Over the past few months we have been speaking to YOU, our nonprofit allies all over the state, about how to better structure this year's #yalltogetherSC campaign.
After much thought and discussion, we landed on two main goals for 2019:
- Amplify the great work that YOU are doing on this day and throughout the giving season as best we can and;
- Work with regional partners to plan coordinated, FUN Giving Tuesday events around a central theme that won't pull you away from your own campaign goals.
We'll work with our marketing partners and use our digital and social media channels to promote these events and help spotlight what great work you're doing locally.
In addition, to better learn from each other and keep the conversation going, we are expanding#yalltogetherSC to represent not just Giving Tuesday, but a group of "do gooders" in the Palmetto State who want to collaborate on other projects, too.
So, the second Monday of every month at noon, we will host a one-hour call with guest speakers and updates on these projects. We hope you will join #yalltogetherSC and participate in these calls. Upcoming topics include Giving Tuesday and The 2020 Census.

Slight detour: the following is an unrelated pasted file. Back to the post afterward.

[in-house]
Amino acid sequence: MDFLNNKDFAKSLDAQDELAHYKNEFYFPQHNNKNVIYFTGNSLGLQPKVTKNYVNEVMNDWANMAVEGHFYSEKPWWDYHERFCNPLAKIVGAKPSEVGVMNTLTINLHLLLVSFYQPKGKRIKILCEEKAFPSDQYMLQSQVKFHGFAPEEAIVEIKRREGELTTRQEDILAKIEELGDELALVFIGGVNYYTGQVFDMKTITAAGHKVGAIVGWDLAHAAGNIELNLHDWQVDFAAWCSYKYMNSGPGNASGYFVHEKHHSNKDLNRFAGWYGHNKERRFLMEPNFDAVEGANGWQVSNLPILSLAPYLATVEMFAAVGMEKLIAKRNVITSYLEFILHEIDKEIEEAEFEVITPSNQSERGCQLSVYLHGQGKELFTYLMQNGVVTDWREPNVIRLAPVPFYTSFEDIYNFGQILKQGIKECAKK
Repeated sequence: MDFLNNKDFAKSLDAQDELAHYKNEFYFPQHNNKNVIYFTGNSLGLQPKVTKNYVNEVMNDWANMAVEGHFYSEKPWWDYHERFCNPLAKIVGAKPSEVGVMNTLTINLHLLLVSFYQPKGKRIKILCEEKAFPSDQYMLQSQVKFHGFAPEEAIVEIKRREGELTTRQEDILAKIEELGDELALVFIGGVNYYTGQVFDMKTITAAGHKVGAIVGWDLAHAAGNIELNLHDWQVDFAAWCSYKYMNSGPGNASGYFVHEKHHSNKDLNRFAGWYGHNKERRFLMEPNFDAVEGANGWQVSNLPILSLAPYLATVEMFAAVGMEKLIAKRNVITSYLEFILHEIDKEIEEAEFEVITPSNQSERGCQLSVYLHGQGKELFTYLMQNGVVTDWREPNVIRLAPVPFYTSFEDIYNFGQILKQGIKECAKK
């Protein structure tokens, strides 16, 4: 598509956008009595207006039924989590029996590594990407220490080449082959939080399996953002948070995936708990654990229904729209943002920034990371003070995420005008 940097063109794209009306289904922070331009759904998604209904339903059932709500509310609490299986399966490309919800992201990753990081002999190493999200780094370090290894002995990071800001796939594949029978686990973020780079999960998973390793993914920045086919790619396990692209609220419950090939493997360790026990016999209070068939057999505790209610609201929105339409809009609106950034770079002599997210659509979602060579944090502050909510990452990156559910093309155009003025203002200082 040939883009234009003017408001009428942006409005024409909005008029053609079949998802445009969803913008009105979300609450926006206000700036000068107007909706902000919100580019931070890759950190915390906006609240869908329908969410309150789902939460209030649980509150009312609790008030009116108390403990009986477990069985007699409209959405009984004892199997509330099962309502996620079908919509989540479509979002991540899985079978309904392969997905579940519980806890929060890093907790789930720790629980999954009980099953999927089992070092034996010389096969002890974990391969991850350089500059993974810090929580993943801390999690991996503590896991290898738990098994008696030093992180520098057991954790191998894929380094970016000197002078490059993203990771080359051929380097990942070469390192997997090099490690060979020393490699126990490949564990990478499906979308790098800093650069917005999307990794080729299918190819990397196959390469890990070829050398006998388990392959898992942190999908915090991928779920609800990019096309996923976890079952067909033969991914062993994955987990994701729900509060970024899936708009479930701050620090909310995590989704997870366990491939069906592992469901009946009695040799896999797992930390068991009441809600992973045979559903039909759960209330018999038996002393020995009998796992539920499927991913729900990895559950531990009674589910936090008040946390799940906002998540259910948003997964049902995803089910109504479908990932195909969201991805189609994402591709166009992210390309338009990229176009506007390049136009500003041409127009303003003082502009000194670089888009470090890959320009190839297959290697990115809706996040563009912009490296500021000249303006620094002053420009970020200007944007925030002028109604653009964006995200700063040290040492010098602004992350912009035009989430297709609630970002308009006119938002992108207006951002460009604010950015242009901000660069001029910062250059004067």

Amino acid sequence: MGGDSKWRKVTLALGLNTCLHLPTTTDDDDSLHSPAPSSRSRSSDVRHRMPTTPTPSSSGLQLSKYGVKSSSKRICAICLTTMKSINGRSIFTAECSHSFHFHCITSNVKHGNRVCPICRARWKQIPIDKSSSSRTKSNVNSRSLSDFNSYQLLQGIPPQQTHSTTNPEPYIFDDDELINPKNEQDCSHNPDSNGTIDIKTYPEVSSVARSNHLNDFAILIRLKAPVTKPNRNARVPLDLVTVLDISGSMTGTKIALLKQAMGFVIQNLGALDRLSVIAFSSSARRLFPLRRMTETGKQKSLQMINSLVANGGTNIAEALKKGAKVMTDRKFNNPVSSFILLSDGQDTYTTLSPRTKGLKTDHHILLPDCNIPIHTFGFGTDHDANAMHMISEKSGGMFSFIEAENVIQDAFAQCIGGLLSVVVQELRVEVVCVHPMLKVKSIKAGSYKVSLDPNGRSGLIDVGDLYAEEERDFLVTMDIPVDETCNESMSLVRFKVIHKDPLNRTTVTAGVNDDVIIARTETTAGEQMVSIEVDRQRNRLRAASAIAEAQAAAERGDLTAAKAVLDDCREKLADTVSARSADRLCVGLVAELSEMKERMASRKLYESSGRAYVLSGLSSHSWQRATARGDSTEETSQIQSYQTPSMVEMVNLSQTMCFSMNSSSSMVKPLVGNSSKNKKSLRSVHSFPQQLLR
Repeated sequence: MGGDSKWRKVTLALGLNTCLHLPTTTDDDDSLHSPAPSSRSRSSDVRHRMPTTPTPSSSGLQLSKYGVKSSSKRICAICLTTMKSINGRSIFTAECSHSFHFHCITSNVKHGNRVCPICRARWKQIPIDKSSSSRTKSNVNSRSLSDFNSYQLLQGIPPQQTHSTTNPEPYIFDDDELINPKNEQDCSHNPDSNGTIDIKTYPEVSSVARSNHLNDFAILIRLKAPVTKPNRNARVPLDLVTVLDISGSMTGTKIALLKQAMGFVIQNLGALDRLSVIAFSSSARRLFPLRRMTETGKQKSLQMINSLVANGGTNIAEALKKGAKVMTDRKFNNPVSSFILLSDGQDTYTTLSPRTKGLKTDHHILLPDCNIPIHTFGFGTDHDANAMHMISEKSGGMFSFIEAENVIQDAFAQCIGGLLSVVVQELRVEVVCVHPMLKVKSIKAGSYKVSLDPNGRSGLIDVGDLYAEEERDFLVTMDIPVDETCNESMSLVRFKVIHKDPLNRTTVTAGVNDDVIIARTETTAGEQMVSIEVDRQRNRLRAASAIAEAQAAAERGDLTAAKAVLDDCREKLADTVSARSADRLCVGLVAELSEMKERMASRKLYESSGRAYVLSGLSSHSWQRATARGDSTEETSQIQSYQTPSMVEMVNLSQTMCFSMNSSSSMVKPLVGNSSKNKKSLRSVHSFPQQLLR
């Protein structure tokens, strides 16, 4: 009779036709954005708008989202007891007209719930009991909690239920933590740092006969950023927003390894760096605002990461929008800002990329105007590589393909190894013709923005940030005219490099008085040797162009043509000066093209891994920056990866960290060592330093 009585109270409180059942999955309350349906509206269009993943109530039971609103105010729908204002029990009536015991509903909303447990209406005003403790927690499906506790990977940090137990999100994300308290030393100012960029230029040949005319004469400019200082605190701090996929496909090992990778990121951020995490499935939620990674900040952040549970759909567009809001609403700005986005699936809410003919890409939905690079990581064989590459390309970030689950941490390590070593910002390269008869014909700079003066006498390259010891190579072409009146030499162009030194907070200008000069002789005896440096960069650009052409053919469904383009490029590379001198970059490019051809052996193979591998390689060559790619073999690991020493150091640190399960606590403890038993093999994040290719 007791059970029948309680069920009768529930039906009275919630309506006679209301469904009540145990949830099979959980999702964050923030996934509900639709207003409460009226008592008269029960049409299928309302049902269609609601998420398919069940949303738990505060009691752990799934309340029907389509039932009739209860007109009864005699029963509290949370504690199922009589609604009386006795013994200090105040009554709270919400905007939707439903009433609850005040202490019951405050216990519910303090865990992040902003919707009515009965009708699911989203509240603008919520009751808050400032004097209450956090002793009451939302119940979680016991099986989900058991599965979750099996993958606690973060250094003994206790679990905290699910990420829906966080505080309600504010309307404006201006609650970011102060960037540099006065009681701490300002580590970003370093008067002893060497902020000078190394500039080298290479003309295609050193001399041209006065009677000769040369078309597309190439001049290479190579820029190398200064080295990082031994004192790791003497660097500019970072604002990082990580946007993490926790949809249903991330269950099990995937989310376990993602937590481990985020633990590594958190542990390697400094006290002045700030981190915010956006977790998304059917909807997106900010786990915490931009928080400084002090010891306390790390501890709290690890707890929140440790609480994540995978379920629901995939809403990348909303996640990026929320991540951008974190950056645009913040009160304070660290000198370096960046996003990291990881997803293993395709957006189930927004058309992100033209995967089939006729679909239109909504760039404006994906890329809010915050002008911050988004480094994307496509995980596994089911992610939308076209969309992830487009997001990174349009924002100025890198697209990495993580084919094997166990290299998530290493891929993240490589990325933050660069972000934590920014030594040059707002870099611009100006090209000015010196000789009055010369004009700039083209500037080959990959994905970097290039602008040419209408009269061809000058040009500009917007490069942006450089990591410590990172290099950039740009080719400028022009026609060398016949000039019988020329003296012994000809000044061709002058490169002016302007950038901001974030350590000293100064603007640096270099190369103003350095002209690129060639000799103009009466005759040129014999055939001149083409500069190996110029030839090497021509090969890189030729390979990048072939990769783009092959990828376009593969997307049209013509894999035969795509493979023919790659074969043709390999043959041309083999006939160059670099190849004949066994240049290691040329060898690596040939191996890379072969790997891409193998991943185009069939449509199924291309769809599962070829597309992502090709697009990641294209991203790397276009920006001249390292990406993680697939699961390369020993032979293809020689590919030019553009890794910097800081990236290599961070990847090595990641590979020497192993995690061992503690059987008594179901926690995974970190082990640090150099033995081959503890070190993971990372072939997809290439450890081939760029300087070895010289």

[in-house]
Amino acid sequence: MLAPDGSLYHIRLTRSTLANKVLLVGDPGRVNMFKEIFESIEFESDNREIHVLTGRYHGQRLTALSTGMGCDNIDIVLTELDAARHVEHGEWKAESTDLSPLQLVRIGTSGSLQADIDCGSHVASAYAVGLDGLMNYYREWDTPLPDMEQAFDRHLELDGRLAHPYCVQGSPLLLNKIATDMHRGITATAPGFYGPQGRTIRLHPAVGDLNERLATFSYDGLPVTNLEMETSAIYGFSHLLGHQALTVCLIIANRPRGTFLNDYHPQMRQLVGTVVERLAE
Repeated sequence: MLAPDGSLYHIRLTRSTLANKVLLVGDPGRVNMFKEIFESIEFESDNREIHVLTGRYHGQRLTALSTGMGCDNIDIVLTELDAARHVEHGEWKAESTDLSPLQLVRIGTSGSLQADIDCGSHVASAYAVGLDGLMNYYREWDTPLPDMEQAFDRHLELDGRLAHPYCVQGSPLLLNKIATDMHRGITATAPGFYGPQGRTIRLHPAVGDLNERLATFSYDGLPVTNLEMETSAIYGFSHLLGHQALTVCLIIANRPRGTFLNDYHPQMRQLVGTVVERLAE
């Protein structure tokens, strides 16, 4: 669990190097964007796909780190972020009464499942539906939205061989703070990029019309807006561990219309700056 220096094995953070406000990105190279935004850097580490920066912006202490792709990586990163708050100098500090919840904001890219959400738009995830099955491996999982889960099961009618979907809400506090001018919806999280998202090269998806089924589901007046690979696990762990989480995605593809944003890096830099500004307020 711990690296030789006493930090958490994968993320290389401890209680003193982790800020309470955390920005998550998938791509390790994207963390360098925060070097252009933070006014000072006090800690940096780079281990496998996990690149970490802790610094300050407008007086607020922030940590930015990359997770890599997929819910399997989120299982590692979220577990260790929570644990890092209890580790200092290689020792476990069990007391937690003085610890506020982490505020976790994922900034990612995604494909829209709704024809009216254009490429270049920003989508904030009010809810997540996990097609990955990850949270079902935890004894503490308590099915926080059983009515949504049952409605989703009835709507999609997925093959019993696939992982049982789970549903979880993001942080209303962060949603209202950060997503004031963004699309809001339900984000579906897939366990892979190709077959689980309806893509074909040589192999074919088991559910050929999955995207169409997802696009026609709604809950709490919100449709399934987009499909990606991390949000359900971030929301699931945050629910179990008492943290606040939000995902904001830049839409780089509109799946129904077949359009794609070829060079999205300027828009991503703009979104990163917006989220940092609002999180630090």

If you would like to be a part of #yalltogetherSC, please visit yalltogethersc.com and complete the signup form on the home page.
Our first call is August 12 at noon. Be sure to sign up so you'll receive the call calendar and agenda.
This group encourages two-way communication, so expect us to reach out soon to find out what you're up to and how we can help spread the word about it.
Thanks for all that you do and for being a part of #yalltogetherSC!
Check out this link to read about what New EDs in the Charleston area are up to
Posted By Administration,
Tuesday, July 2, 2019
The Nonprofit Organizations Clinic at the University of South Carolina School of Law, which provides free legal assistance to nonprofit organizations of all types, is accepting clients for the fall 2019 semester.
Students provide legal assistance to nonprofit organizations, under the supervision of Professor Jaclyn Cherry, in transactional matters that include incorporation, preparation of by-laws, preparation and filing of 501(c)(3) applications, contract review, preparation and negotiation, real estate, intellectual property and land use issues. Students may attend board meetings, provide advice on various legal matters, and provide legal assistance to start up organizations or organizations that are merging, converting or spinning off new ventures.
The number of clients that can be assisted is limited and once capacity is reached a waiting list will be created.
If you are interested in becoming a client, please contact Professor Cherry as soon as possible at Cherryja@law.sc.edu or 803-777-3394.